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Old 15th July 2008
hunteronline hunteronline is offline
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Default PF <tables>

I use a very basic pf.conf on a web server to drop known problem IPs

pf.conf:
Code:
# Tables: similar to macros, but more flexible for many addresses.
table <rfc1918> const { 192.168.0.0/16, 172.16.0.0/12, 10.0.0.0/8 }
table <garbage> persist file "/etc/pf.garbage.txt"
table <whitelist> persist file "/etc/pf.whitelist.txt"
table <ssh-violations> persist file "/etc/ssh-violations.txt"


block in all
block drop in quick  from <rfc1918> to any
block drop in quick from <garbage> to any
block drop in quick from <ssh-violations> to any
pass  in all
The <garbage> table had thousands of IPs in it before the rule "block drop in quick from <garbage> to any" was commented out while tracking down a problem. Pf.conf was tested and reloaded using:

pfctl -vvv -f /etc/pf.conf ; sleep 90 ; pfctl -vvv -f /etc/pf.conf.open

pfctl -vvv -f /etc/pf.conf

The problem had nothing to do with any IP in the <garbage> table and the rule was rule was re-enabled. Now when I use "pfctl -t garbage -T show" the table is empty.

pfctl -sa -r -vvv | less - loaded rules with line numbers

Is this normal or am I missing something ?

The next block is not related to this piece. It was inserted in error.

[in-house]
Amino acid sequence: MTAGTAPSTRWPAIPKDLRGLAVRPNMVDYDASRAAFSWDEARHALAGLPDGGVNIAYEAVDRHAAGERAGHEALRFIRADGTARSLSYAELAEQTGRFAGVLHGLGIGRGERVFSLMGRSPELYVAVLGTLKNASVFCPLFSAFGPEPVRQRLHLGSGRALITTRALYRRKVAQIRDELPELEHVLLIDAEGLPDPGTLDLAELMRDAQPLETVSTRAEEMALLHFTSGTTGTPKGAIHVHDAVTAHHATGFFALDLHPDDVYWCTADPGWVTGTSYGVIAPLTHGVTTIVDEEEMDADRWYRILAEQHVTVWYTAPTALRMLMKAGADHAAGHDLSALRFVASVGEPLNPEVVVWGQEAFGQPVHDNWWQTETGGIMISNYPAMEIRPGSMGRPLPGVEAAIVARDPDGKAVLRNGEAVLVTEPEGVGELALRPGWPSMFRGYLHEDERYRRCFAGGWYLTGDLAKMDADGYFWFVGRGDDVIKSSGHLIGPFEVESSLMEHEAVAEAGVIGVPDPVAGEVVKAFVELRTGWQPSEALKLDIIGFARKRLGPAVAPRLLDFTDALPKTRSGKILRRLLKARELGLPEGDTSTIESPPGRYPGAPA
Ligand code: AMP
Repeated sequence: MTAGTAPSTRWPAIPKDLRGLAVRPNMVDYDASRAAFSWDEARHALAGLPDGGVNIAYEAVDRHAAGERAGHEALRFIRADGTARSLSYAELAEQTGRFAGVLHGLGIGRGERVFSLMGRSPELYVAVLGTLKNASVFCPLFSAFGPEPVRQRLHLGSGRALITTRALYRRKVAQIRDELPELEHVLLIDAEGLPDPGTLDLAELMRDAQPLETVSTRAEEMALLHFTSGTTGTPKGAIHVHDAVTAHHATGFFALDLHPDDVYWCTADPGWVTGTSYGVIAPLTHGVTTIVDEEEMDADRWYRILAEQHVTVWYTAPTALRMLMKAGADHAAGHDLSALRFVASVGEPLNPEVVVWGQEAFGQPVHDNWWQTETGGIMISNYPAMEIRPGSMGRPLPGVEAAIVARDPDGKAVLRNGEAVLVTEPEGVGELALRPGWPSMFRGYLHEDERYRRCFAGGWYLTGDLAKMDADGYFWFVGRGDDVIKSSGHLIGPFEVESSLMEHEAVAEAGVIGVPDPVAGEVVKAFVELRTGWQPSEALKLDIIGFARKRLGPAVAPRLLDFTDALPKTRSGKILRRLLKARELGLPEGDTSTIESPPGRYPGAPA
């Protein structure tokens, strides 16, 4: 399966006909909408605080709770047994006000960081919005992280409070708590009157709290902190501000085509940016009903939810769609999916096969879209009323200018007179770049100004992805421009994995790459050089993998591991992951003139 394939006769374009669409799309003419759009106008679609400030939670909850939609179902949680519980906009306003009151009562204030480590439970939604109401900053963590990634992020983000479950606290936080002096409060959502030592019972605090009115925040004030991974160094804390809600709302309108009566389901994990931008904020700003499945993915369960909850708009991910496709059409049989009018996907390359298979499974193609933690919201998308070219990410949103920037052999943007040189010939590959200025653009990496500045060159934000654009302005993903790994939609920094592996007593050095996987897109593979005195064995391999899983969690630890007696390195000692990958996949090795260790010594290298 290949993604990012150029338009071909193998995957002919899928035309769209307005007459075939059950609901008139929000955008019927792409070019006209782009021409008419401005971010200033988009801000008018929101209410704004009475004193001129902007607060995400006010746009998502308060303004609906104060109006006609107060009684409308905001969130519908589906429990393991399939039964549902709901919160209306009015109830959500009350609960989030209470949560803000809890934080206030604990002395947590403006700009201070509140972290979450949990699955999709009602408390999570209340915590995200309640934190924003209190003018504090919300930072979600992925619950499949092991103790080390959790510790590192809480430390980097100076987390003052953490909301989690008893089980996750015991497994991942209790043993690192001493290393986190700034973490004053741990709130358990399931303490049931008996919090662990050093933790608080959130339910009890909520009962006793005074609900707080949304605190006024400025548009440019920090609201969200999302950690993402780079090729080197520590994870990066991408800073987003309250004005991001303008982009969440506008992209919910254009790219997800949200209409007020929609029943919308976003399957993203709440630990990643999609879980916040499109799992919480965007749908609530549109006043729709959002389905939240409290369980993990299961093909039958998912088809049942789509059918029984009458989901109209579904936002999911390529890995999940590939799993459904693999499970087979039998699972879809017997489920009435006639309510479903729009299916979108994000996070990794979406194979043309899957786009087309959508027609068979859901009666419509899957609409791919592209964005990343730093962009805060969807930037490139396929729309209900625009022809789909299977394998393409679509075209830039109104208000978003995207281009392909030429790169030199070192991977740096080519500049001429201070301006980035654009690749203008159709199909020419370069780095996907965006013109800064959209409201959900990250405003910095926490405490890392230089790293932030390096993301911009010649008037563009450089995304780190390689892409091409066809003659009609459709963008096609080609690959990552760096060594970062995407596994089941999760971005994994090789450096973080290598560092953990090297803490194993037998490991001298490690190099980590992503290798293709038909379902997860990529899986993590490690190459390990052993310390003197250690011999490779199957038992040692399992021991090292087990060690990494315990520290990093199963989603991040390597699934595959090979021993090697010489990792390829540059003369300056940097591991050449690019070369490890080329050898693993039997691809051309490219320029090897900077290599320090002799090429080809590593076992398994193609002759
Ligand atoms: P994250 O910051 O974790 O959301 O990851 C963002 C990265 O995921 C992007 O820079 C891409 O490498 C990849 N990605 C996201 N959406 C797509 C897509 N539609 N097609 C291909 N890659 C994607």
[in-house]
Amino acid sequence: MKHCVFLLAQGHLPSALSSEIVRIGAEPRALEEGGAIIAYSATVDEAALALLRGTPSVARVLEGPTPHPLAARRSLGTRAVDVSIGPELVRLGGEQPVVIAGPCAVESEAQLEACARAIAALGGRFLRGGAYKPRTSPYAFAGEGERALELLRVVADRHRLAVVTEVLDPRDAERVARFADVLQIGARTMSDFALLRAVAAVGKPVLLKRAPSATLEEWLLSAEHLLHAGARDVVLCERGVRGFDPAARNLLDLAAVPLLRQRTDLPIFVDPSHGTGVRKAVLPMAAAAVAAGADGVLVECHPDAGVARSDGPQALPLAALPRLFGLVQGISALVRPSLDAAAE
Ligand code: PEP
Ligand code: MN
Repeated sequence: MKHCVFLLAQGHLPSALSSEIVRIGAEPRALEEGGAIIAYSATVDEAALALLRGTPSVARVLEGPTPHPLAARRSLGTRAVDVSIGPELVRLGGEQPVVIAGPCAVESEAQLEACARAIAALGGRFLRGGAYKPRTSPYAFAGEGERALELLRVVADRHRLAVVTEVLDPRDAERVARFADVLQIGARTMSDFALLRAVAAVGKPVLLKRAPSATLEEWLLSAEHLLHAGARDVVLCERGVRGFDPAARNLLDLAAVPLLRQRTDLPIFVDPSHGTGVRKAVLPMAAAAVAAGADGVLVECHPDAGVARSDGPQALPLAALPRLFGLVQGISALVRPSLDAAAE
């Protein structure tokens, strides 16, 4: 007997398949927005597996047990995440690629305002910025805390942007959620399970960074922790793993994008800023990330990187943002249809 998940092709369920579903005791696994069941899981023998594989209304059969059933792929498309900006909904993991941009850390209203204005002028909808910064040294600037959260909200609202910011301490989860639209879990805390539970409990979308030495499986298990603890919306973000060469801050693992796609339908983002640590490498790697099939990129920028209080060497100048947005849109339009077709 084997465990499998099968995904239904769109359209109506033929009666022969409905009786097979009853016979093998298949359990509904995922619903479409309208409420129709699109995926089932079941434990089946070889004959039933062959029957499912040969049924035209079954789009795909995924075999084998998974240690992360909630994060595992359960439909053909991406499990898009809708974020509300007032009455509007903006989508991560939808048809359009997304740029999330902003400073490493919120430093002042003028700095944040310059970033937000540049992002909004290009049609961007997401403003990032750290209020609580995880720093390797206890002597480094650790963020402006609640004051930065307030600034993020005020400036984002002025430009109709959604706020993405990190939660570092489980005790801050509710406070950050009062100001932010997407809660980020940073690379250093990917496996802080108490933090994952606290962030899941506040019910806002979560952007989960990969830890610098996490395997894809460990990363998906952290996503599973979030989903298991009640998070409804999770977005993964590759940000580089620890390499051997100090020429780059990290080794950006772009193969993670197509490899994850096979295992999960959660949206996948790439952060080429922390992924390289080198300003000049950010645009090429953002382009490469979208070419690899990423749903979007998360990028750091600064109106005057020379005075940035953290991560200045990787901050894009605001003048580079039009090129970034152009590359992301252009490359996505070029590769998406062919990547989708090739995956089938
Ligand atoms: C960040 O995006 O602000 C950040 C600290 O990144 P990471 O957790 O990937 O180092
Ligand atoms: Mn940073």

Thanks
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Old 15th July 2008
chris chris is offline
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Default

Does the file /etc/pf.garbage.txt actually have anything inside it?
What about the rest of your tables, did they loose any info as well -- what's the output of
Code:
# pfctl -vvsTables
I've just tested flushing all possible parameters including tables by the following command
Code:
# pfctl -Fa -f /etc/pf.conf
but my /etc/blacklist file which is implemented exactly the same as your /etc/pf.garbage.txt file remained untouched so if your file is empty I'd have thought it was not done by PF.
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Old 15th July 2008
hunteronline hunteronline is offline
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Default <tables>

Thanks for the reply Chris;

I can duplicate what happened and I find it odd to say the least. This is what I did to replicate the table emptying for some reason unknown to me:

Added an IP range to <ssh-violations>:

pfctl -t ssh-violations -T add 62.141.48.0/20

Ran:

pfctl -t ssh-violations -T show --- IP range is there

- Commented out <ssh-violations> rule eg: